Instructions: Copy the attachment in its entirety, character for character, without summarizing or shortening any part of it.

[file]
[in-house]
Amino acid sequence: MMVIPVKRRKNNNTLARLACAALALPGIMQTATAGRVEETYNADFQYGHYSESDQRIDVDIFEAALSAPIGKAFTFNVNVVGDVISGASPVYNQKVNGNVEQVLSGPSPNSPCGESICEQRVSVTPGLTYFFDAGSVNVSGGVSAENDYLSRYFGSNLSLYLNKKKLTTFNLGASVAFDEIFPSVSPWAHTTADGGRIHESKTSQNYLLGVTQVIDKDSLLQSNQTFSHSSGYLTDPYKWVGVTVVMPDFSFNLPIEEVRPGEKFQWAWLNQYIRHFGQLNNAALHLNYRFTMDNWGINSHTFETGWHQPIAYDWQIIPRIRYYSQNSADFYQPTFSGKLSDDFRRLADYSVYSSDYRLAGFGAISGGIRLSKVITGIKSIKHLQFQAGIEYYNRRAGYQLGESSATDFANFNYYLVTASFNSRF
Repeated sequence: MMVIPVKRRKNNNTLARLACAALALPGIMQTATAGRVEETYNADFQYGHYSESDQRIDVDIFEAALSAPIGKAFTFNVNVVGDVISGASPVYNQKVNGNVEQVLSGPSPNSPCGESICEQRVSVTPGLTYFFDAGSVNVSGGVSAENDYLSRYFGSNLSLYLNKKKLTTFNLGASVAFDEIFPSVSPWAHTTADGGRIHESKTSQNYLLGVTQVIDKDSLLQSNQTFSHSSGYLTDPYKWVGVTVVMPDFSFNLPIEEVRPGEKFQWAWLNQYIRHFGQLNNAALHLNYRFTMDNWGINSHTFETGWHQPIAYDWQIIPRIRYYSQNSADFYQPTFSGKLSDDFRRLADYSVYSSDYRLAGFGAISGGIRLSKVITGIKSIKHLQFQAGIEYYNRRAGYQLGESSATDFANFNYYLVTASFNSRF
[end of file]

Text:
[in-house]
Amino acid sequence: MMVIPVKRRKNNNTLARLACAALALPGIMQTATAGRVEETYNADFQYGHYSESDQRIDVDIFEAALSAPIGKAFTFNVNVVGDVISGASPVYNQKVNGNVEQVLSGPSPNSPCGESICEQRVSVTPGLTYFFDAGSVNVSGGVSAENDYLSRYFGSNLSLYLNKKKLTTFNLGASVAFDEIFPSVSPWAHTTADGGRIHESKTSQNYLLGVTQVIDKDSLLQSNQTFSHSSGYLTDPYKWVGVTVVMPDFSFNLPIEEVRPGEKFQWAWLNQYIRHFGQLNNAALHLNYRFTMDNWGINSHTFETGWHQPIAYDWQIIPRIRYYSQNSADFYQPTFSGKLSDDFRRLADYSVYSSDYRLAGFGAISGGIRLSKVITGIKSIKHLQFQAGIEYYNRRAGYQLGESSATDFANFNYYLVTASFNSRF
Repeated sequence: MMVIPVKRRKNNNTLARLACAALALPGIMQTATAGRVEETYNADFQYGHYSESDQRIDVDIFEAALSAPIGKAFTFNVNVVGDVISGASPVYNQKVNGNVEQVLSGPSPNSPCGESICEQRVSVTPGLTYFFDAGSVNVSGGVSAENDYLSRYFGSNLSLYLNKKKLTTFNLGASVAFDEIFPSVSPWAHTTADGGRIHESKTSQNYLLGVTQVIDKDSLLQSNQTFSHSSGYLTDPYKWVGVTVVMPDFSFNLPIEEVRPGEKFQWAWLNQYIRHFGQLNNAALHLNYRFTMDNWGINSHTFETGWHQPIAYDWQIIPRIRYYSQNSADFYQPTFSGKLSDDFRRLADYSVYSSDYRLAGFGAISGGIRLSKVITGIKSIKHLQFQAGIEYYNRRAGYQLGESSATDFANFNYYLVTASFNSRF